"You know, like you, I thought I wanted to be a minister, to follow in my father's footsteps. I was attracted to movies as an adult because they were forbidden in my church at the time. I fell away from religion. I was down and out in L.A., driving around in my car all night, drinking and suffering from an ulcer. That was when the metaphor hit me for Taxi Driver, and I realized that was the metaphor I had been looking for: the man who will take anybody any place for money; the man who moves through the city like a rat through the sewer; the man who is constantly surrounded by people, yet has no friends. The absolute symbol of urban loneliness. That’s the thing I’d been living; that was my symbol, my metaphor. The film is about a car as the symbol of urban loneliness, a metal coffin. That is what I was: this person in an iron box, a coffin, floating round the city, but seemingly alone. See, that is the Sun Warrior, and he is a messenger of death. I like the idea that the Yellow Taxi is somehow the Sun (especially your Sun) traveling on the Night side, like the Egyptian sun chariot."
"We think about death in opposite ways. Death is within life as the cycle of seasons. The parable of the sower shows it, as in my favorite, Millet's great scene that I copied so often. The Yellow Sun is setting, but it will soon be noon again with the wheat ready for harvest in a field full of crows."
"Travis's Taxi touched that Sun in you. Is that Sun shining in all the Yellows in your work? I'm thinking of your setting, painting on location in Arles, your house, your chair, the sunflowers—all intensely vibrant Yellow?"
"That chair is a self-portrait, as you know. I painted your chair also, since our two chairs declared we were on opposite sides of that rift you described. That is the drama Life/Death, but I don't know if one can choose sides."
VO: Van Gogh letter to Theo.
VO: Van Gogh's biographer.
"Vincent felt abandonment. From the moment his parents drove away in their carriage, loneliness overwhelmed him. For the rest of his life, he would return to the memory of their good-bye at the school door as an emotional touchstone—a paradigm of tearful leave-taking. Years later, he would compare his plight in Zevenbergen to that of the forsaken Christ in the Garden of Gethsemane, crying out for his father to rescue him. At the end of his life, he compared his days at the Provily School to being locked in an insane asylum: 'I feel every bit as out of place now,' he wrote from the asylum at Saint-Rémy, 'as I did when I was a twelve-year-old boy at boardingschool.'" (Gregory White Smith and Steven Naifeh).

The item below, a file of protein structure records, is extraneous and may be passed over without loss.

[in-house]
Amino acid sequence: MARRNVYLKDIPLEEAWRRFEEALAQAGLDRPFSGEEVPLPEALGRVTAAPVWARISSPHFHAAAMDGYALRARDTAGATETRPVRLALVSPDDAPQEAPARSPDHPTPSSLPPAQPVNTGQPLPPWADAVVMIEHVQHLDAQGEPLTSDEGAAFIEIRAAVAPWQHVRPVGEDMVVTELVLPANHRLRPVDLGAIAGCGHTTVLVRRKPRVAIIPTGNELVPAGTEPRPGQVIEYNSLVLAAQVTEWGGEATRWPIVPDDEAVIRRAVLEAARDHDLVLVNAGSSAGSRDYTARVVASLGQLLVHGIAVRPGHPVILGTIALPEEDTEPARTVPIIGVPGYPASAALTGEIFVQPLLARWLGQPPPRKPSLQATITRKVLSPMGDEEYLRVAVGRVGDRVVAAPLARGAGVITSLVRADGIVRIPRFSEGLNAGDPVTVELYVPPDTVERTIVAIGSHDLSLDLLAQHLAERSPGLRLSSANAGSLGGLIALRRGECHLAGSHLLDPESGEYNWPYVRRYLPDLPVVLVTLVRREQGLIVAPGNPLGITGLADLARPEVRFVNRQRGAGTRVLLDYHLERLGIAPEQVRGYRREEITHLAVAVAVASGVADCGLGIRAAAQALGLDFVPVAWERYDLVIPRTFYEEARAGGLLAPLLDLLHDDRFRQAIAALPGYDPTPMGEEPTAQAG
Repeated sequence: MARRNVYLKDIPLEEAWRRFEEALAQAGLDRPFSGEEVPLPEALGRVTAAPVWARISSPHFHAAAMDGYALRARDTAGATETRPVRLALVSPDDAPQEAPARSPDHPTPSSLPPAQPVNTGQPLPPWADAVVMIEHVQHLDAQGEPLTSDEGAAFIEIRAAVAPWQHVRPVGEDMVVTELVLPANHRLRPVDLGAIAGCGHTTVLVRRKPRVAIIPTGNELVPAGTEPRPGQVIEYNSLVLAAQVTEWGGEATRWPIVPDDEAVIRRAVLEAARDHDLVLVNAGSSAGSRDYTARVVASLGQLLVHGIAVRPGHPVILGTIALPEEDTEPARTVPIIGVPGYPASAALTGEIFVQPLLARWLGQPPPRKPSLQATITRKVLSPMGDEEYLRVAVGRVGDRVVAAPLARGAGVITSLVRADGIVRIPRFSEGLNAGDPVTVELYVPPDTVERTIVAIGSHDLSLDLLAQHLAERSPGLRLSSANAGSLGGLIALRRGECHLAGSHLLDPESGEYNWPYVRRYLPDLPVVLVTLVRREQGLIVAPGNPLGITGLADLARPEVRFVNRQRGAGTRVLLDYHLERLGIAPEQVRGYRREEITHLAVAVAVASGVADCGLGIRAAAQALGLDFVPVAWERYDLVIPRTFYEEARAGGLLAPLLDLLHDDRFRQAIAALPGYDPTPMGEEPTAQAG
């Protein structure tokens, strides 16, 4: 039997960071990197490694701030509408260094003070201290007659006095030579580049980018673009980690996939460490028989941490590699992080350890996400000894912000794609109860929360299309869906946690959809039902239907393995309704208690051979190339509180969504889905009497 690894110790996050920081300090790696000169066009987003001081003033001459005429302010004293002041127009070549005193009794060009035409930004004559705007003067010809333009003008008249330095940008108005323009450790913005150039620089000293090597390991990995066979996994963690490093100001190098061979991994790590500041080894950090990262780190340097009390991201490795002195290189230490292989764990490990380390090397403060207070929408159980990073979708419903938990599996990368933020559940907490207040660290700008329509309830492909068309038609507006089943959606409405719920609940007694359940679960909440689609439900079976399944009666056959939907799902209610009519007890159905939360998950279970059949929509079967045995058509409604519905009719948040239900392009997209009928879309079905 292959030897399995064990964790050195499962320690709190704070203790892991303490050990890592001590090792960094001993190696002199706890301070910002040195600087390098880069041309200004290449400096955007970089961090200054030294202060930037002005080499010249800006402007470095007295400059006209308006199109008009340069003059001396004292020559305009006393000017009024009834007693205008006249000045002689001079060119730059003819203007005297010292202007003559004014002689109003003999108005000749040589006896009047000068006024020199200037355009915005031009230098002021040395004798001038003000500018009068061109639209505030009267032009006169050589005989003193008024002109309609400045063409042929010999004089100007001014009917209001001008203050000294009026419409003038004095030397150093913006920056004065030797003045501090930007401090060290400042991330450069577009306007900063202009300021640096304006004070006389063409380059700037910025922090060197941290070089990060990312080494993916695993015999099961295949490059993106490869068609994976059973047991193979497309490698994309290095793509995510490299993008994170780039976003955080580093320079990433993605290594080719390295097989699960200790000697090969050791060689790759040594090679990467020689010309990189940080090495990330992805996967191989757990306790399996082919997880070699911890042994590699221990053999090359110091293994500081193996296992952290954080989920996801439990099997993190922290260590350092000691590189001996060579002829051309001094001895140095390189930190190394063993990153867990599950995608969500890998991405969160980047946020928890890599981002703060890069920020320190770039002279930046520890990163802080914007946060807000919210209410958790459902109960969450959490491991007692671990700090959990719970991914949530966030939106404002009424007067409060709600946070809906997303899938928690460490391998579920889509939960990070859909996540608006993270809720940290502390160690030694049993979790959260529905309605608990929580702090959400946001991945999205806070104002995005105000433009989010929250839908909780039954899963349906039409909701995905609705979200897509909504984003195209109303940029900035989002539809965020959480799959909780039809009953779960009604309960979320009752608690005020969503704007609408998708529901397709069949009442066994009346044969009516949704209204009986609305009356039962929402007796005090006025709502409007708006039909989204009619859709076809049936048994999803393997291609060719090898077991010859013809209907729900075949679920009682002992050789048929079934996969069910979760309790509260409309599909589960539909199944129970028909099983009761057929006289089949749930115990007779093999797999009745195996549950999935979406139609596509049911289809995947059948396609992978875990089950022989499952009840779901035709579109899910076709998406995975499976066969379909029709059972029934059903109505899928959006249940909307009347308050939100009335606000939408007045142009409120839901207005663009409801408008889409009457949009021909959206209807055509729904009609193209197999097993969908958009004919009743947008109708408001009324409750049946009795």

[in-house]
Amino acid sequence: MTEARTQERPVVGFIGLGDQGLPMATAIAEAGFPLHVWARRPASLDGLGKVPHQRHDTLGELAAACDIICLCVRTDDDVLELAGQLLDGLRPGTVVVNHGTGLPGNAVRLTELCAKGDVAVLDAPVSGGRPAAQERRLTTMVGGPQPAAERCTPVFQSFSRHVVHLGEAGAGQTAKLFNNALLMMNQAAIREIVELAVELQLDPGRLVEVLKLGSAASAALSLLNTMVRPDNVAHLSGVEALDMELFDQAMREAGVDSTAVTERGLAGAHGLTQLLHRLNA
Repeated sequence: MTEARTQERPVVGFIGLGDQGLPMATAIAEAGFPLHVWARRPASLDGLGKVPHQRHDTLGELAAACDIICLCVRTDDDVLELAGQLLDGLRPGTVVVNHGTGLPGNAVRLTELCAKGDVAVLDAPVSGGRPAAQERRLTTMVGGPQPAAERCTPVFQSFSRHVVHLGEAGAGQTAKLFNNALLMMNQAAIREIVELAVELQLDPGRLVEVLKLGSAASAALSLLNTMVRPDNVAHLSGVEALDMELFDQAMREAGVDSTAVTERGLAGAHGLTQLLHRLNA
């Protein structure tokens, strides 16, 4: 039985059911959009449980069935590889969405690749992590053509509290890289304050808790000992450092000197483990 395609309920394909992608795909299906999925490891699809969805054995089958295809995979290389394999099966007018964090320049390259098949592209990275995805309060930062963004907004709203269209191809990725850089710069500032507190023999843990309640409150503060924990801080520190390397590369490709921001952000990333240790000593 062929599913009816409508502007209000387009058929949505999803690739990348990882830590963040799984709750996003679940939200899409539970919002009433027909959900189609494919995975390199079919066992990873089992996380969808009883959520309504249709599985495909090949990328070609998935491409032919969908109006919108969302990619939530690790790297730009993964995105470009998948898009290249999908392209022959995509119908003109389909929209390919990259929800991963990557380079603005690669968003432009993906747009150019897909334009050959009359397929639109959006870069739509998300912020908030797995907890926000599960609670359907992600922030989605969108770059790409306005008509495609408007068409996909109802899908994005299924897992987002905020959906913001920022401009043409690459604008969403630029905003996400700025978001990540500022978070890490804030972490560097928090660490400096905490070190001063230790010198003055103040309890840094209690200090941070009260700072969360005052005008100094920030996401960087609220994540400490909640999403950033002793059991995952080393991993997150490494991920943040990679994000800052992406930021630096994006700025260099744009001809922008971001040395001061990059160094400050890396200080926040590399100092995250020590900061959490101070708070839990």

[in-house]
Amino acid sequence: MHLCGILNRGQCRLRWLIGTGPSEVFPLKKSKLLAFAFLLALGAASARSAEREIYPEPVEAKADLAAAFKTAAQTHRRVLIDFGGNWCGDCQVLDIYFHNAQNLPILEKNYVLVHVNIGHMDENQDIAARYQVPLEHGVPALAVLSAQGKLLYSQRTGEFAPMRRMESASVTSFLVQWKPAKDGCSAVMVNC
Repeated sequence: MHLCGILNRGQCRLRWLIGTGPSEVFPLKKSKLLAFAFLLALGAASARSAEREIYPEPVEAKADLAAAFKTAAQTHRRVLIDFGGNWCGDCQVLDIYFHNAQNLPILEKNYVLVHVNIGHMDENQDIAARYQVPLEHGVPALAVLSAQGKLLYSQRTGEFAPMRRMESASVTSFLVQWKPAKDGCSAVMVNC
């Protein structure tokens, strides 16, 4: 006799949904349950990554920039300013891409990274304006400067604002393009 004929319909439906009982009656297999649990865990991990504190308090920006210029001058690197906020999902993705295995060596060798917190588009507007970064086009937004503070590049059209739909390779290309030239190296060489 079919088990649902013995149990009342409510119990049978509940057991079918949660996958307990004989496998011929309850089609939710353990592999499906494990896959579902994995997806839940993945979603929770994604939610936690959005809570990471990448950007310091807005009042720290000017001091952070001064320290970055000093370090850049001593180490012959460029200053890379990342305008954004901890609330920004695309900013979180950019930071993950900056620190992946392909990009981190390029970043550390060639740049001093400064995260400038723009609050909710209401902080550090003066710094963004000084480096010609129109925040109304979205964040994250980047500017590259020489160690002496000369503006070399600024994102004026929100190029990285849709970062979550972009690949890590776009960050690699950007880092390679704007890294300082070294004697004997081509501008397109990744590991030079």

Scenario Six: Wizard and Moondog
Moondog. Blind seer of the city and boroughs of New York. Viking of 6th Avenue and vernacular poet of midtown Manhattan. He always seems… well, out of place. And his albums don’t do him any favours either.
He is a long, long way from where he hails, the wilds of Wyoming. He’s also a long way from his current home in the Bronx when he starts up conversation with another wizard. "The Wizard," cab driving denizen of the New York demi-monde, known by no other name. Moondog is soliciting studio time in a cab, but it is the wrong cab, hence his put-out gaze unwittingly to camera. Unknown to him it is currently turning into Bleeker Street in Greenwich Village with John Cage and Meredith Monk in back.
As this is apparently a Wizard’s cab, the hermetic musician is immediately drawn to it, although he has absolutely no idea why this driver is called Wizard, hence his put out and confused countenance.
The Wizard's unseeing interlocutor is not fazed by the strangeness of the situation, nor the Wizard’s abrupt invocation. "Man, you gotta get laid, seriously," wringing his hands in affirmation. The polite, enigmatic figure, diffident under enveloping lamplight,
turns away with a dismissive shake of his head. Moondog is gently moved on with the aid of an unspeaking, previously unseen companion, also orientalised in a djellaba, who comes out of nowhere.
With the aid of his assistant, Moondog assiduously waves down a ride with the invocation of his staff. He's interested in more than a simple trip elsewhere. He seeks studio time in a fabled cab-mixing suite that cruises around town, the sonic avatar of its driver. Like his familiar, Tiresias, the oracular and unseeing Theban, Moondog digs on ambience and wants to capture the sound of New York flâneurie in all its admixture of grit and grace. And Columbia wants a new album for the Fall. There is some necessity to move on this.